If the dollar value of subsidies has indeed been inflated for political and ideological purposes, then the same can be said of the emissions reductions estimates that derive from them. The IMF maintains that, if users paid the “full price” for fossil-based energy, consumption would fall and a more efficient use of energy would eventually follow.
But the relationship between prices, fossil fuel use, and emissions reductions is based on what economists call “elasticities.” Research has shown that the “price-demand ratio” can be quite pronounced when consumers have alternative energy options. But when alternatives don’t exist—which is often the case—increases in prices produce a “low to moderate” reduction in demand. According to the IMF, “Consistent, country-level models of how fossil fuel use responds to price reform are not yet available on a wide scale.” In other words, the IMF’s assertion that “getting energy prices right” will dramatically curtail energy use is politically convenient, but it is not always supported by the data.

Neoliberal institutions have consistently argued that decarbonization, liberalization, and privatization are inextricably connected. Therefore addressing climate change is contingent upon the consolidation of neoliberal energy policy. There is, always, no alternative. But if climate concerns were paramount, the neoliberal institutions would admit that their “green growth” policies have been a monumental failure.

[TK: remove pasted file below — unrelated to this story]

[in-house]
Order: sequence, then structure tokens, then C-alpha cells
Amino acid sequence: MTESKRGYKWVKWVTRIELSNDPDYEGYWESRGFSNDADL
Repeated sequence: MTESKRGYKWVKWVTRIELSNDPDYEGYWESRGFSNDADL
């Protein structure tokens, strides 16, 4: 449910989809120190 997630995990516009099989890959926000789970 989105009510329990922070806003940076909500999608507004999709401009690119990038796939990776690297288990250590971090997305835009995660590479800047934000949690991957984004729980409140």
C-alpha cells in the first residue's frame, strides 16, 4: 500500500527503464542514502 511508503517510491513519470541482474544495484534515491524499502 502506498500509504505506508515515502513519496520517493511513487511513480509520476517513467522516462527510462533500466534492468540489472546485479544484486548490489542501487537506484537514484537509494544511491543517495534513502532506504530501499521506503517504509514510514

Mexico provides a good example of this “green structural adjustment.” A review team convened by G20 Finance Ministers and the OECD examined the “energy reform” measures pursued from 2012 to 2016 by the neoliberal (and hugely unpopular) government of Peña Nieto. Subsidies for gas and electricity were removed, and parts of the energy sector have been privatized. Praising the government for its “remarkable accomplishment,” the review team’s November 2017 report noted, “The country’s opening up of its markets to foreign producers and distributors has been accompanied by the raising of consumer prices for transport fuels, and the establishment of higher levels of excise taxes, plus the introduction of the carbon excise tax.” A series of incremental increases in the price of gasoline over several years was capped by a 20 percent increase in January 2017. This led to human road blockades, strikes, and nation-wide protests.